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Uncovering triggers: avoid those hidden land mines
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Reading this evening from my book, "Twenty-four Hours A Day", I looked back on some days I missed and was floored to read about my biggest trigger on November 22: "One of the hardest things that a new member of A.A. has to understand is how to stay sober and not be bored. Drinking was always the answer to all kinds of boring people or boring situations." THAT IS ME! How did I not see that before? But that's not all. My other biggest problem right now that seems to be relentlessly rearing its ugly head is the dysfunctional and unhealthy dynamic between my husband and my daughter, with me stuck in the middle. That's another demon that begs me to drink. Drown the boredom, drown the misery, right? I just can't anymore. I've progressed enough in my disease that the boredom doesn't go away.....I just numb out then pass out, and the misery becomes a thousand-fold when I wake up again. So now I just have to feel it and walk through it. "God, help me, please!"
Posted on 11/26/12, 12:44 am
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Reply #1 - 11/26/12  5:11am
" As an AA I understand that so-called "triggers" are just excuses I give myself to drink and the state of mind is a symptom of the spiritual malady. My AA literature doesn't mention triggers at all.

My AA BB tells me that once the spiritual malady is overcome I straighten out mentally and physically. I found that to be true when I went through the steps with a sponsor. Now I wonder how I ever had the time to be bored or waste energy trying to change the things I cannot change.

What Step are you on? "
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Reply #2 - 11/26/12  11:47am
" hi Scrappy! Welcome back!

I, like Scouser, don't know today, how I ever found time to drink!

I remember my sponsor telling me my family was dysfunctional. I got so mad! I didn't realize how big a role I had in creating much of the chaos in my home. The BB states "years of living with an alcoholic will make any family neurotic". So true.

For an alcoholic, an idle mind really is the devil's workshop. In the beginning, I found ways to stay busy but I also jumped into AA with both feet and found a sponsor to guide me through the 12 Steps. The BB is right on. I love the 10th Step promises.

I too, never had a reason to drink, I just manufactured excuses and then blamed others for it. I hope you jump back into AA this time and utilize all the tools provided, especially working the 12 Steps. That's what AA is all about.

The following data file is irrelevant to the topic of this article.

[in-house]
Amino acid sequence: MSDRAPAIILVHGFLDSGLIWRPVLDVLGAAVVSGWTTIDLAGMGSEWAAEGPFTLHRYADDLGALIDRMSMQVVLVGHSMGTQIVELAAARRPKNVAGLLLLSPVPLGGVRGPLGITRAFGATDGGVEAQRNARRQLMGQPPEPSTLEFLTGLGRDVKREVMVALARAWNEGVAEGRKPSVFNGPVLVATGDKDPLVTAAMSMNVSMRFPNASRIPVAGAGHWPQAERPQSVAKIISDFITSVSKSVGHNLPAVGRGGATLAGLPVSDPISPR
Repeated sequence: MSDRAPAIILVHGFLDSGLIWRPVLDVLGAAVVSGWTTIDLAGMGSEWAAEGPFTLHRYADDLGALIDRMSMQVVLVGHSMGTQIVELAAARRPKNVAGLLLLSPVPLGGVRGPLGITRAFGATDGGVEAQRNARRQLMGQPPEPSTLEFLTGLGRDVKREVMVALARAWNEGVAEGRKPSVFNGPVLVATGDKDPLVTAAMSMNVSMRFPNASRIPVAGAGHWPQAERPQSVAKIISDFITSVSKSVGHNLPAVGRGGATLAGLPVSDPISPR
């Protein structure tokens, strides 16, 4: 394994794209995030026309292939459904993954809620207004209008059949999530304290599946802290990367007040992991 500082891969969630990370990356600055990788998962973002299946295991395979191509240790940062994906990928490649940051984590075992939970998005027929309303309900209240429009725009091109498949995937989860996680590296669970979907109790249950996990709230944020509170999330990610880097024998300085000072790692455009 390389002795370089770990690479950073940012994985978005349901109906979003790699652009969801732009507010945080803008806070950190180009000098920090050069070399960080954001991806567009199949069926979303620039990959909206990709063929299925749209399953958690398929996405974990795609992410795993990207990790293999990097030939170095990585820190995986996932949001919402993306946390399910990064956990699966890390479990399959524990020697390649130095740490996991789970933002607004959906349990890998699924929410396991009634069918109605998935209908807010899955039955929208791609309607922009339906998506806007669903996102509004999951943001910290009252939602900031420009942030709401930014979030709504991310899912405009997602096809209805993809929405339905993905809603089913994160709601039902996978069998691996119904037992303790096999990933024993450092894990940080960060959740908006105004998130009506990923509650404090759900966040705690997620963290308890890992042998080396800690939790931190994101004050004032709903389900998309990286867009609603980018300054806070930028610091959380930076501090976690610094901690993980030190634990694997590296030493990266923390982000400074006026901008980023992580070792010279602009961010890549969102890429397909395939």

If not AA, I hope you can find a program of recovery in other avenues. "
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Reply #3 - 11/26/12  5:52pm
" Great responses so far - can't add much more, except to say that I too found boredom something that I justified myself to drink over. But looking back, here are the facts: because my drinking cause me to lose jobs, lose my friends, lose my wife's desire to take me anywhere lest I embarrass her, lose interest in hobbies, etc. I had nothing left to do *but* drink. I created my own space to drink. So boredom didn't have anything to do with it. It's not like boredom dropped on me - I created that space to protect my drinking.

Having worked (and continue to work) the steps as outlined in the book Alcoholics Anonymous, I don't have time to be bored! My life if stuffed with stuff I need to do and like to do. "
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Reply #4 - 11/26/12  9:50pm
" I am with scouser on this one - don't believe in triggers, they're just an excuse to go and drink. Working the 12 step programme has removed all thoughts of drinking and no vicissitude has 'triggered me yet and I don't believe that it's likely to either.

You can recover from alcoholism then you won't need a set of 'triggers'! "
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Reply #5 - 11/26/12  11:13pm
" I love Scouser's response.
I don't believe in "triggers" as if I did...air, breath, being conscious could all be "triggers" for me.
I am amazed with all life has to offer when we wake up, open up, and learn to live in the moment. How I dealt with life with a hang over, let alone drunk, baffles me now.
I come from a truly dysfunctional family. AA is teaching me the tools on how to do the least harm, how to intuitively know the next right thing, and when I don't (and especially when I *think* I do) I have a sponsor to run it by, steps to work, and a God that I believe strongly in to pray to for guidance. All in all a pretty amazing deal. "
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Reply #6 - 11/27/12  10:06pm
" Thank you. It is so true, once bored I spin out of control. Granted it is nice to relax once and a while, but I need activity.

Thank you for this post "

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